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ANDREA SEABROOK, host:

Now, to Andrew Kohut from the Pew Research Center. He's here with me in the studio with Pew's final poll before the big one on Tuesday. Andy, what do you see?

Mr. ANDREW KOHUT (President, Pew Research Center): The latest is we have 49 percent supporting Barack Obama or leaning to him, 42 percent to John McCain. This is based on a survey of 2,600 likely voters contacted by landline telephones and cell phones, as well.

SEABROOK: And that's a change from your last poll. It was 53-38, and now 49-42, so a real tightening.

Mr. KOHUT: It's narrowed a bit in the past week. There are two things going on. First of all, John McCain has made some gains among whites, and he's made some gains among independent voters. The other thing, McCain is enjoying the typical boost we get when we narrow the sample from all registered voters to likely voters because, while voter turnout seems to be up among young people and blacks, it's up across the board. So, the Republican voters who vote more regularly than Democrats seem to be pretty much in the game, as they've been in previous elections.

SEABROOK: So, is this a fundamental shift in the race, Andy?

Mr. KOHUT: Well, I don't think it's so much a fundamental shift because Obama still has a pretty sizeable lead, leads among many important groups. But it's certainly not the boxcar kind of lead that we had a week ago.

SEABROOK: Why are the polls - the polls seem to be converging across the polls towards a sort of five-point lead for Obama when they had been pretty disparate. There had been a lot of difference between them.

Mr. KOHUT: Well, the answer to that is that, the closer we get to the election, the more crystallized public opinion is, and therefore, the more likely it is when we make a telephone call, we're going to get the same answers as another polling organization will get because voters have made up their minds. There's not so many of, I'll vote for this guy one day. If you call me tomorrow, I'll vote for someone else.

So, it's pretty typical that the polls, the rigorous polls all come together in the final week. And this is a pretty substantial lead. We haven't had a lead for a candidate this substantial since 1996, when President Clinton was leading Senator Dole in the final weekend of the campaign.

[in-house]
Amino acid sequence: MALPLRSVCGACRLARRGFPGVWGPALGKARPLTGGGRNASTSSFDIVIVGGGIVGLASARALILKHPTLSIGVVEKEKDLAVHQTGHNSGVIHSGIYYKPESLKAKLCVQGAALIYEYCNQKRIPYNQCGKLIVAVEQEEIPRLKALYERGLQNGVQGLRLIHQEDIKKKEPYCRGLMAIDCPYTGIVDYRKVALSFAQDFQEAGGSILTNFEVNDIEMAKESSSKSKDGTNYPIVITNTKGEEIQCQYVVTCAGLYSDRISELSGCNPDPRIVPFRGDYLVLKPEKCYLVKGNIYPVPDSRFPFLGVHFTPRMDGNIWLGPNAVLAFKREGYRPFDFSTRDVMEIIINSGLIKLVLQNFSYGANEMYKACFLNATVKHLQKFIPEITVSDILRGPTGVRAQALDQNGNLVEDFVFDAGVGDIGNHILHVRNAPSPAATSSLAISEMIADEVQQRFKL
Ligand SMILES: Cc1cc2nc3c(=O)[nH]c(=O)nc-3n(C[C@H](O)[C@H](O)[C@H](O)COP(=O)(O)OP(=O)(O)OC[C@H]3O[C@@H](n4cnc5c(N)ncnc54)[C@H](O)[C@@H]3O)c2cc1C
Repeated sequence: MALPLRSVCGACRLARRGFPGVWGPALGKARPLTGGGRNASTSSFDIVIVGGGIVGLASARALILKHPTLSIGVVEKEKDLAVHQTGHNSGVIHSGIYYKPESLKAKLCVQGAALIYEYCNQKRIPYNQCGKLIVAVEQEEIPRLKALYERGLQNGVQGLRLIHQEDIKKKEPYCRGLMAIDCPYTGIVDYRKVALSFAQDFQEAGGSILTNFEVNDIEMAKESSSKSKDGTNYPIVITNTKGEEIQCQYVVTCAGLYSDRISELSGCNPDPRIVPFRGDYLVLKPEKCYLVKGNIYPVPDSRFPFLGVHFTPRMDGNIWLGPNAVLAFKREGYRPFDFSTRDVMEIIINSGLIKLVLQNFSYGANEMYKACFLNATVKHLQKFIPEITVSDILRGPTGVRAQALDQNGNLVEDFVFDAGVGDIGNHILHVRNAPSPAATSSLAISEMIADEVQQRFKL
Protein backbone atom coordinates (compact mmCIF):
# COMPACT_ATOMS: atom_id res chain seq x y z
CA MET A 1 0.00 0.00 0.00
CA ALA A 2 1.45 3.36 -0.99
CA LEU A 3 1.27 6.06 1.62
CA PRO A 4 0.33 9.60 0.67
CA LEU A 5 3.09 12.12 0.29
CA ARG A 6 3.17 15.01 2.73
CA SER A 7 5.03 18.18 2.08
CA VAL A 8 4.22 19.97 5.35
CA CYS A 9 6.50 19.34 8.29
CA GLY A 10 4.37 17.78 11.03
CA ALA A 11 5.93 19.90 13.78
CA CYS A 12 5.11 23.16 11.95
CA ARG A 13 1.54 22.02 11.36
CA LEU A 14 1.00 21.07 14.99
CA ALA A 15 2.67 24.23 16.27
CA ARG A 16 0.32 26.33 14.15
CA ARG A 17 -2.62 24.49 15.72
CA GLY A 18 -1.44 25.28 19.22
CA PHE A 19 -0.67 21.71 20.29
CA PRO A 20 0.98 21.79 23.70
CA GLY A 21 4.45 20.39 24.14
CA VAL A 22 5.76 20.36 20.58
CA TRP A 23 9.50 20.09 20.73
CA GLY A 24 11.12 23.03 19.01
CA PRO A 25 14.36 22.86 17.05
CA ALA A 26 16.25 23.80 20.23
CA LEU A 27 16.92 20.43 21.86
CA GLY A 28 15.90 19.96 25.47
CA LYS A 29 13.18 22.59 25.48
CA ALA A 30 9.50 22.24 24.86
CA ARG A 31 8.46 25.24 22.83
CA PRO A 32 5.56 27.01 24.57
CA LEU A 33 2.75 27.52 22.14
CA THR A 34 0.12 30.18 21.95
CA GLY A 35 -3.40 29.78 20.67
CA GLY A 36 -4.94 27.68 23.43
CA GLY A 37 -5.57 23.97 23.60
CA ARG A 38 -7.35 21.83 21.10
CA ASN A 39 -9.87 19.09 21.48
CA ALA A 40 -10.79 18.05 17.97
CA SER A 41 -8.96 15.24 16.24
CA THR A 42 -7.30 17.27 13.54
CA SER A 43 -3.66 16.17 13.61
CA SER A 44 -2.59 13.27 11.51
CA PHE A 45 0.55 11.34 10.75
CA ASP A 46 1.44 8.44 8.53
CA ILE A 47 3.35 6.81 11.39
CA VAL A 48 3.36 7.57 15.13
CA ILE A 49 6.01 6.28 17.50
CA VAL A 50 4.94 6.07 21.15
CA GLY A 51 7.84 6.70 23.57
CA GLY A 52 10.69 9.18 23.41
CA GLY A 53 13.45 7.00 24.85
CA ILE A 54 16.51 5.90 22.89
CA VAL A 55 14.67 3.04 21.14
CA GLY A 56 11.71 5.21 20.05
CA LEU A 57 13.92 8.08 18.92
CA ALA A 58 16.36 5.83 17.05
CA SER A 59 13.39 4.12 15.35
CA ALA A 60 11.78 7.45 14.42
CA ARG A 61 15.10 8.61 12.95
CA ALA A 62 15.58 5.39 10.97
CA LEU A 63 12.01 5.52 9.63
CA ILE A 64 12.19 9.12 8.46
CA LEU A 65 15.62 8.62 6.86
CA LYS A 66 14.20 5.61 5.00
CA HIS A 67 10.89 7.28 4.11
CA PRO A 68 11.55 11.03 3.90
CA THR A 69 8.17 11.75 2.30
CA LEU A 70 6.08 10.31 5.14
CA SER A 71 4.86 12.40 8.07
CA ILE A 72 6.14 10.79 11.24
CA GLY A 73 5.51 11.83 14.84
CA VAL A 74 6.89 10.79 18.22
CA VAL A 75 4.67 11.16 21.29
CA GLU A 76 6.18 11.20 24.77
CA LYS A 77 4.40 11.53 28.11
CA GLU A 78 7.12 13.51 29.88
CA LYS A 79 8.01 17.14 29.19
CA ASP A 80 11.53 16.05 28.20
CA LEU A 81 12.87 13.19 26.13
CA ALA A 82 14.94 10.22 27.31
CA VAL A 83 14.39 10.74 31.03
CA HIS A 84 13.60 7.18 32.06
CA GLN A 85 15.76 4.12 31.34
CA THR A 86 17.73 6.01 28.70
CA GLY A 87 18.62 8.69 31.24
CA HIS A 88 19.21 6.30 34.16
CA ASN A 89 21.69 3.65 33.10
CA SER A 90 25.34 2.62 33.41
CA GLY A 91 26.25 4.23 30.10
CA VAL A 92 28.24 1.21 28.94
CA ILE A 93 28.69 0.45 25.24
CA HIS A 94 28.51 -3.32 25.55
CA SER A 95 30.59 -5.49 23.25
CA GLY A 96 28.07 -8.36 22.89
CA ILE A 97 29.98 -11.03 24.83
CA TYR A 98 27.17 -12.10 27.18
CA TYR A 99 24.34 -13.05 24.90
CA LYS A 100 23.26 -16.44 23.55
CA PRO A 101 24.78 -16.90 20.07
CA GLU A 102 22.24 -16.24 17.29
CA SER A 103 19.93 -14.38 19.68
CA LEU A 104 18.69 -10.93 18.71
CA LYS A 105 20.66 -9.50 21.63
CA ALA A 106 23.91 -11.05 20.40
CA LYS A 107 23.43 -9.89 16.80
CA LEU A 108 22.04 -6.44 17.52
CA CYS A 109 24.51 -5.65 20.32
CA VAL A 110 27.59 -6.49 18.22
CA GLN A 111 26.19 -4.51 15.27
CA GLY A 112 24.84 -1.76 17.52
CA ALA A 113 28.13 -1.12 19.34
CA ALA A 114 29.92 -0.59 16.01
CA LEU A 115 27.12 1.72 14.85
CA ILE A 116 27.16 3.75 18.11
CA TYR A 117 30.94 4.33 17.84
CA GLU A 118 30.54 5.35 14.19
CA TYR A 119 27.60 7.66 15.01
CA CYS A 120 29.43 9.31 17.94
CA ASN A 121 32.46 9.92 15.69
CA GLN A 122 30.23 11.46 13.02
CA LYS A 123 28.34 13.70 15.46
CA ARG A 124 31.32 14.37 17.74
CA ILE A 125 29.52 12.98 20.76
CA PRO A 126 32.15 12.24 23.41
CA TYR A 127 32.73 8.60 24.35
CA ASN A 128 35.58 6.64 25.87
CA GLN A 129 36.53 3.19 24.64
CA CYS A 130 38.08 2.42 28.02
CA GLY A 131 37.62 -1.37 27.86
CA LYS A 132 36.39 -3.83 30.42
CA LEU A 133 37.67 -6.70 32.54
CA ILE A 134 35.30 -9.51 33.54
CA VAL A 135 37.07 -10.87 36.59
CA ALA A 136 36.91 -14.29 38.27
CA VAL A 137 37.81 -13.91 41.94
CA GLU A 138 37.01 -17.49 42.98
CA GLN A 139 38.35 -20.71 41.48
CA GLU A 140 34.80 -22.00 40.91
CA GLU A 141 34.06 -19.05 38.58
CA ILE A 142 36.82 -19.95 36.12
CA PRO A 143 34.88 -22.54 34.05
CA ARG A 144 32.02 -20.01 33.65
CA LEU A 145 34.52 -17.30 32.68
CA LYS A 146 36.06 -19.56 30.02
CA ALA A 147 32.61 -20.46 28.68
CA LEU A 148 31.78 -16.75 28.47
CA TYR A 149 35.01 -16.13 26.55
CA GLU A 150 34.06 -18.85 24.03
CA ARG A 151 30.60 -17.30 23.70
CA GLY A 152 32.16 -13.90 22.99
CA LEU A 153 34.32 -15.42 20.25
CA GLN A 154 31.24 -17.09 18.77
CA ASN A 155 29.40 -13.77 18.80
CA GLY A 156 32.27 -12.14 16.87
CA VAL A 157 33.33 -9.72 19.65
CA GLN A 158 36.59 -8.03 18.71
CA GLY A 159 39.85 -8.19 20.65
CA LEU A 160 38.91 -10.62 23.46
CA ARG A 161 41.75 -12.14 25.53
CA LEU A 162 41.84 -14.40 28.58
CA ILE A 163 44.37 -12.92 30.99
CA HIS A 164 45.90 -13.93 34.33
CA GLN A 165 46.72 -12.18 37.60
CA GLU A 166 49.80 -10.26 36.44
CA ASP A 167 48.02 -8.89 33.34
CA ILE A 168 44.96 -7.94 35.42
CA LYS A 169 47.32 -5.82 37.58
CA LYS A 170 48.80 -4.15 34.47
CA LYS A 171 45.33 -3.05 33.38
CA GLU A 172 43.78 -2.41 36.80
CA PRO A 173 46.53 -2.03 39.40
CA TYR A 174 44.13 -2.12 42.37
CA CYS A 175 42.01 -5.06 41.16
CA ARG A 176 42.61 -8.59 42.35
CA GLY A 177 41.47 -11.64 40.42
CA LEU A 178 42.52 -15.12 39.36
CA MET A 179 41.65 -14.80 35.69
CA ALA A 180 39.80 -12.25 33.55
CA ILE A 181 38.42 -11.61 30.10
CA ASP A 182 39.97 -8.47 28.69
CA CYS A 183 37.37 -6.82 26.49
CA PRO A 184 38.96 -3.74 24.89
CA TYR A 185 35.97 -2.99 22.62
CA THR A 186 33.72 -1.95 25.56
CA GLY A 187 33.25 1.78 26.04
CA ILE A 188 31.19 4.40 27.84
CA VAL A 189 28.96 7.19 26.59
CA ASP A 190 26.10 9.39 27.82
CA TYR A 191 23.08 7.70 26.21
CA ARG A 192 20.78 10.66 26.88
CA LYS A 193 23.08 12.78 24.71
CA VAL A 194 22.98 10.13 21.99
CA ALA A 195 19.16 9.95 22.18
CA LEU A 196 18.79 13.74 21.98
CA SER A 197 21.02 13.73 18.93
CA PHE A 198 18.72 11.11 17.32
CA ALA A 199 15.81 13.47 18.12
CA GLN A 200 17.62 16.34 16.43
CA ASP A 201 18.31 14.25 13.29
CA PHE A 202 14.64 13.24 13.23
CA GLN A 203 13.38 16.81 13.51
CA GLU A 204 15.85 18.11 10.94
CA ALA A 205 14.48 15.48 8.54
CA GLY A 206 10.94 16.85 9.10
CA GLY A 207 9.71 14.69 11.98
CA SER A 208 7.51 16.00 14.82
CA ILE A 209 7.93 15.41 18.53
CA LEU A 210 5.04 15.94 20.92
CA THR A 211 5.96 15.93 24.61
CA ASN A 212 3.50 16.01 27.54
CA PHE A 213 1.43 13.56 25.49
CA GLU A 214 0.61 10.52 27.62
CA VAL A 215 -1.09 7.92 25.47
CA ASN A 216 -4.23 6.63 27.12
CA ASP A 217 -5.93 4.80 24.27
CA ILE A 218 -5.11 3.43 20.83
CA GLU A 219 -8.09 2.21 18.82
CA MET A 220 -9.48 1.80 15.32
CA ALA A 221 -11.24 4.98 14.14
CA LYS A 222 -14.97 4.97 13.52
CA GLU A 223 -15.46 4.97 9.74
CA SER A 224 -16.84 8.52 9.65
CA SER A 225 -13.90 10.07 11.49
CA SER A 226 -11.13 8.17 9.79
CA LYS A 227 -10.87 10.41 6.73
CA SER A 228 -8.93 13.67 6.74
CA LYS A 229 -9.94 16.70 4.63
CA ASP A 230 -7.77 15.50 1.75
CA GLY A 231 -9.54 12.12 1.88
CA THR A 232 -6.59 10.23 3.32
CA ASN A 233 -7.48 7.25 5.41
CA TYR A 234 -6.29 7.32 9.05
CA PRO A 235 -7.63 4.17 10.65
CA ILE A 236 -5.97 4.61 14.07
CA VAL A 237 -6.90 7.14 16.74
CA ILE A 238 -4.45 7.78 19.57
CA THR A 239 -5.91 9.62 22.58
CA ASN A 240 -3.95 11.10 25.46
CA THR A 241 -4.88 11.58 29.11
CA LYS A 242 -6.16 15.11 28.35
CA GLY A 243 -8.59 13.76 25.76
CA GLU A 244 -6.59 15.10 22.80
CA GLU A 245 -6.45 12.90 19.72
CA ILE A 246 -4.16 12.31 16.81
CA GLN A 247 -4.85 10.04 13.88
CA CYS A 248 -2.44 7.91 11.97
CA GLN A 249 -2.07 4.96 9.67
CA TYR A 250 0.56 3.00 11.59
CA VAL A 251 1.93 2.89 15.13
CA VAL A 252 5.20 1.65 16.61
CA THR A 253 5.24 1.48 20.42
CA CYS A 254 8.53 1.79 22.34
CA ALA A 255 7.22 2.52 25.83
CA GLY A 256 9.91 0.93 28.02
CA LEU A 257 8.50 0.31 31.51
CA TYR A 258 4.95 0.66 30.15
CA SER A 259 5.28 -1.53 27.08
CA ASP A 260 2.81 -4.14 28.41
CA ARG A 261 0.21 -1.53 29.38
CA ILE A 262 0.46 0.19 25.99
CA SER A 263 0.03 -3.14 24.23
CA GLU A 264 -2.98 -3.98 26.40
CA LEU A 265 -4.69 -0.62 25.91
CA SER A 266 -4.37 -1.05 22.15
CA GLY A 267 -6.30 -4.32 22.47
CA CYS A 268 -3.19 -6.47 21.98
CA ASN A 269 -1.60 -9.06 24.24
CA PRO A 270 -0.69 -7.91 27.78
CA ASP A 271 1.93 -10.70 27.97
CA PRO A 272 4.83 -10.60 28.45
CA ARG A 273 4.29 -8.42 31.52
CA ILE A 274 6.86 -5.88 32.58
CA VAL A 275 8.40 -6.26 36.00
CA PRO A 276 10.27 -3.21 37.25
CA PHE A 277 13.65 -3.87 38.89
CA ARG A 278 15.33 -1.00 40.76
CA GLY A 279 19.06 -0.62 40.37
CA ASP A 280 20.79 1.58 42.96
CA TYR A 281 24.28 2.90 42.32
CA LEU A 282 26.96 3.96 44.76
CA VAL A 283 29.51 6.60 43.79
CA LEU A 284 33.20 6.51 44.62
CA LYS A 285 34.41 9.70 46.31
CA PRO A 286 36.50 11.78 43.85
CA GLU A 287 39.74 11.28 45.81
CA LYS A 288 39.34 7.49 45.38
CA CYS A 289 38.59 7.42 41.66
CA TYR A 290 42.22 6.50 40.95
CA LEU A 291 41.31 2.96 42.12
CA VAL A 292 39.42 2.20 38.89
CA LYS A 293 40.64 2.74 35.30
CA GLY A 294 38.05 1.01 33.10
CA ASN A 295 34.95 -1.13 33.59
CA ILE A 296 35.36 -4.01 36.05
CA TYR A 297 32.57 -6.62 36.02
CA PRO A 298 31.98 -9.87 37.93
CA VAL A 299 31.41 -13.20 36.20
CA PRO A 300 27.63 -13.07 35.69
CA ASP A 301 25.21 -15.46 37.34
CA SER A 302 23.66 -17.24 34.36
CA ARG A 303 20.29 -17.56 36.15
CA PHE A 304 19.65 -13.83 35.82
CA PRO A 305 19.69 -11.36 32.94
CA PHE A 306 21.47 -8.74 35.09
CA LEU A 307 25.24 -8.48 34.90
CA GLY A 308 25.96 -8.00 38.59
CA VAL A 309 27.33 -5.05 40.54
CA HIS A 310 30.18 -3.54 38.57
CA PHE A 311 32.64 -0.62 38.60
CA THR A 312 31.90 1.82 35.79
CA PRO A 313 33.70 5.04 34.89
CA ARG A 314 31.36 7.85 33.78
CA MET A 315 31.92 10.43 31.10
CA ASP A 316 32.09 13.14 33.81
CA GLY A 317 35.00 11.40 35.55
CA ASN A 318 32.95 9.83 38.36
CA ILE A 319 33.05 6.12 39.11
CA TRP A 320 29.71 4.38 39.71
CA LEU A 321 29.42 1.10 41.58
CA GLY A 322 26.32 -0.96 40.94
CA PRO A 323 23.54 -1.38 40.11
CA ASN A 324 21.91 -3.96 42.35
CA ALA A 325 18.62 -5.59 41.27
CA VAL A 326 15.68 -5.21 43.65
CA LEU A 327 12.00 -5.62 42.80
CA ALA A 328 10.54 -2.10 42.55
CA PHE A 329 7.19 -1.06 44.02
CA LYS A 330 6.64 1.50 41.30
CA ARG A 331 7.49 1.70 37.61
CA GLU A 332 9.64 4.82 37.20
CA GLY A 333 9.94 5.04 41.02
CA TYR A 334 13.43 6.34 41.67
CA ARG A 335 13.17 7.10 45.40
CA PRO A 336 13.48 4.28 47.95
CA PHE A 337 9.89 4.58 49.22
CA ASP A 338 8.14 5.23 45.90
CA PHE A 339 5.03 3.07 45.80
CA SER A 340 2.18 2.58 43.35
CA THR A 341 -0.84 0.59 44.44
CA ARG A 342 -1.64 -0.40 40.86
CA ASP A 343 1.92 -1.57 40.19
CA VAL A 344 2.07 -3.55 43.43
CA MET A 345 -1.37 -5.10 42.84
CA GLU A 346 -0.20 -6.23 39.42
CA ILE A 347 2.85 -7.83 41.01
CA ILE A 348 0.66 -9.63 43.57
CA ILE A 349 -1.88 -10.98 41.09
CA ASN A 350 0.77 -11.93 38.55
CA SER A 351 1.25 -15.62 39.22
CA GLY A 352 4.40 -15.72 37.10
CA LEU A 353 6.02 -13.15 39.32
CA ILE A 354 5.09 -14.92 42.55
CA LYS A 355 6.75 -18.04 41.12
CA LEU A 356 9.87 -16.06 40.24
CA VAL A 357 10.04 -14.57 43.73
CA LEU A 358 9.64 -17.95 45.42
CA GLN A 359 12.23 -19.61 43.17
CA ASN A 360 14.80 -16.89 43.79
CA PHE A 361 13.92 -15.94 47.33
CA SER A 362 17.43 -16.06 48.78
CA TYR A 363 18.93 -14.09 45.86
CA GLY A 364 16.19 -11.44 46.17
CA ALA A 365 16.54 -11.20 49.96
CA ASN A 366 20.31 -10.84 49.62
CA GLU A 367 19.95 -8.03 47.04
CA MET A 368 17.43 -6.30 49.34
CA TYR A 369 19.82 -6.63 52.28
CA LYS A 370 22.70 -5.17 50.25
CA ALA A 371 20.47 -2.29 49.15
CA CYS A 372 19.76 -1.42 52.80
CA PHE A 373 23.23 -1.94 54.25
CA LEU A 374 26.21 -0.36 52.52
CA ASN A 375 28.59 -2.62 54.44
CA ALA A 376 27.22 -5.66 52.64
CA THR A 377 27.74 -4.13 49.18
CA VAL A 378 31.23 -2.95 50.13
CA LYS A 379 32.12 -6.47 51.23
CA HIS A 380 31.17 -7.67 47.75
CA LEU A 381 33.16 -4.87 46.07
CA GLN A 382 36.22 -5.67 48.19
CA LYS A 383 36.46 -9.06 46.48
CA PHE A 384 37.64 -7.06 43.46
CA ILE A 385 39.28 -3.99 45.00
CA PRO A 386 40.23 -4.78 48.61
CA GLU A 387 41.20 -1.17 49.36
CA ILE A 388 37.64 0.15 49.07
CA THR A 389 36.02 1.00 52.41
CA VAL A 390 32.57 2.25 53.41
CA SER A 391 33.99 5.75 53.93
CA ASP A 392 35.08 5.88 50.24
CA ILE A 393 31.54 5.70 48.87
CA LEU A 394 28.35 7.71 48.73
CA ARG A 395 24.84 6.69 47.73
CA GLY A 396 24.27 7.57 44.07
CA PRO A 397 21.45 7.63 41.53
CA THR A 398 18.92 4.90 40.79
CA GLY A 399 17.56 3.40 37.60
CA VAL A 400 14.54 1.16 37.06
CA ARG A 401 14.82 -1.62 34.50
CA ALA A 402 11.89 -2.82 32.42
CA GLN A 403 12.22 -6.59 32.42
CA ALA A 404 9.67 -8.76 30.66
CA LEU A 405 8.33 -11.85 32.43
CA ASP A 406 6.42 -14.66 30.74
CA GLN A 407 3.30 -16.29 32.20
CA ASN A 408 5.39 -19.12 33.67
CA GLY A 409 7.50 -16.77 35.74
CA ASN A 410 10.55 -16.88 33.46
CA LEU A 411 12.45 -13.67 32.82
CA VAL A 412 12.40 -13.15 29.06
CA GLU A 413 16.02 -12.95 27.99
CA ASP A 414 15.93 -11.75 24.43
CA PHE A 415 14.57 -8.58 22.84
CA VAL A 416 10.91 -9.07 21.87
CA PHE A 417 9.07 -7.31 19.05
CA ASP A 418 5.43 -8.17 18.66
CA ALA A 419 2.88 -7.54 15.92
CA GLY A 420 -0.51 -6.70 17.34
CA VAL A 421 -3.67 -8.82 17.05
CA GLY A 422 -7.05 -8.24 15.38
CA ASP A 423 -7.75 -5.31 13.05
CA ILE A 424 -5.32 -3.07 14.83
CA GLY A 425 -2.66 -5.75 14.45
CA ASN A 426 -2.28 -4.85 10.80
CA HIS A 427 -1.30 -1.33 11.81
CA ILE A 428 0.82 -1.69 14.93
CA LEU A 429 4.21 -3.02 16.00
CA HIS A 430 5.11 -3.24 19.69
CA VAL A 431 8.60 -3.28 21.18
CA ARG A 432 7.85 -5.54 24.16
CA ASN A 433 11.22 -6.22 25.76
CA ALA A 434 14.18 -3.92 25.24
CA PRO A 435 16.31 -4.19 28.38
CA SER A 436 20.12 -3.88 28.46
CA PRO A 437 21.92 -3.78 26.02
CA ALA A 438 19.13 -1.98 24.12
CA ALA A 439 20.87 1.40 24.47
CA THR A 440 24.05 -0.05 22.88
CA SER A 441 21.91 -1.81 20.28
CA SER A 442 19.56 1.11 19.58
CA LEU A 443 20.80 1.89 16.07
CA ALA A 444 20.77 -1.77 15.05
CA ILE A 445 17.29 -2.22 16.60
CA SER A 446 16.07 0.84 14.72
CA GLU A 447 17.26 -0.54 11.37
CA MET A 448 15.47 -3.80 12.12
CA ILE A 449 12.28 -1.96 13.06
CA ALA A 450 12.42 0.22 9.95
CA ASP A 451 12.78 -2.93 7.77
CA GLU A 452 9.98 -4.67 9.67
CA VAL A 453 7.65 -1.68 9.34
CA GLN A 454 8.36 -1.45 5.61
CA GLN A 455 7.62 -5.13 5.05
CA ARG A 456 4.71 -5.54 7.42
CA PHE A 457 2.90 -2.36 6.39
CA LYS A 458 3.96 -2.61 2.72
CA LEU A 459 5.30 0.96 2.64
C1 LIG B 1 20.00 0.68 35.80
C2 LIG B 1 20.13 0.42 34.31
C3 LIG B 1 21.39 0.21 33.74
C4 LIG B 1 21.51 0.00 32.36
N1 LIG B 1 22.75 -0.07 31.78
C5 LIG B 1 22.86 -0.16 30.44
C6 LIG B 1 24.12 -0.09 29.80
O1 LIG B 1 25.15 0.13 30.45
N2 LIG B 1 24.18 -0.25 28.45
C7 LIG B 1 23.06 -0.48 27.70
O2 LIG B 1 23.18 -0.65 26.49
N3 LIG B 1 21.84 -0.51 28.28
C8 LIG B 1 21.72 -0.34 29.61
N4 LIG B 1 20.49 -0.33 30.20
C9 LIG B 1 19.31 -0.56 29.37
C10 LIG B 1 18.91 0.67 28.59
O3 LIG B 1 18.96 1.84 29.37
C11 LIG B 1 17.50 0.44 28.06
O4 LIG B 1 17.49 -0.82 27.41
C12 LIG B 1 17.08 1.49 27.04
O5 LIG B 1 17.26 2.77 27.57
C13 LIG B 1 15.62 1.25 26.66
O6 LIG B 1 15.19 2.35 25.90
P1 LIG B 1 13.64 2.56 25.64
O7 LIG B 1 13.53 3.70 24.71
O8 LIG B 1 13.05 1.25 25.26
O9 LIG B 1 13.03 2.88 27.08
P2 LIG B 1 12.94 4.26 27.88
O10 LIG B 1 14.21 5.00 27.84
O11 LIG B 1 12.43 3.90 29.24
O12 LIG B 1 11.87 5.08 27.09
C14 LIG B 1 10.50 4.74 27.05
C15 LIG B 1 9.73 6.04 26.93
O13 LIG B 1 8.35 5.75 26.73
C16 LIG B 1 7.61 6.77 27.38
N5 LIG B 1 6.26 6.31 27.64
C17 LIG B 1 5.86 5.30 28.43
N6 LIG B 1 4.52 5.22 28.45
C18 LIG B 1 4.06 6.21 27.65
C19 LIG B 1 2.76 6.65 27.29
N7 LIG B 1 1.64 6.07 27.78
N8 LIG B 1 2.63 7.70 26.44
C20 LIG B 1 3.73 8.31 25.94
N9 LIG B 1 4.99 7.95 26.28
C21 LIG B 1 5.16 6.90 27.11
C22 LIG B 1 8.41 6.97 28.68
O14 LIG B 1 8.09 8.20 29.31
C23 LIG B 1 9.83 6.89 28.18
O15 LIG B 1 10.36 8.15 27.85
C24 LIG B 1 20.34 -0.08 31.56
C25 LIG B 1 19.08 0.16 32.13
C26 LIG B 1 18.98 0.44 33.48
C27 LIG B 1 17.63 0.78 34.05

SEABROOK: One of the things you measured in this poll is the strength of each candidate's support among those who say they will vote for that candidate. And that, you say, is a significant indicator of the outcome of the race?

Mr. KOHUT: Well, historically it's been. In this election, we have 36 percent strong Obama supporters, 13 percent soft Obama supporters. But McCain, his support is not quite as strong, only 24 percent strong, 18 percent soft. And typically, if we look back to elections going back to 1960, the candidate with the stronger support wins the election. For example, four years ago, President Bush had stronger support than John Kerry. In 1996, President Clinton had stronger support than Senator Dole. In '88, Bush had stronger support than Dukakis and so on. There are exceptions, but that's generally the case.

SEABROOK: And the infamous undecided voters, are they breaking one way the odds?

Mr. KOHUT: We see some inclination in the undecided voters to go a bit toward McCain. In fact, out final estimate of the popular vote, if the election were being held today, it would be 52 percent Obama, 46 percent McCain. And that's only a six-point margin, one percent voting for Bob Barr, and one percent voting for Ralph Nader, one of the third party candidates.

SEABROOK: How right were you this day four years ago about what would happen on election day?

Mr. KOHUT: Well, we had Bush up by three. He won by three. In 2000, we had Bush up by two. He lost by a half two or three quarters of a point. In '96, we had Clinton up, I think, by about two points more than he won by. Most of the established national polls do pretty well in presidential elections. And this is not to say that the election is over. You can't take the voters for granted, but let's put it this way. It's going to take quite a last-minute trend to up end what all of these polls are showing, but in an election where the unexpected is the expected, who knows?

SEABROOK: Andrew Kohut of the Pew Research Center. Thanks very much for coming in.

Mr. KOHUT: You're welcome.

SEABROOK: A correction now to an election story we aired last week. In Indiana's 9th Congressional District, Baron Hill and Mike Sodrel are facing off for the fourth time in a row. In the story, I said Hill was a lawyer. He's not. According to his online biography, he's actually a financial analyst and a long-time local office holder.

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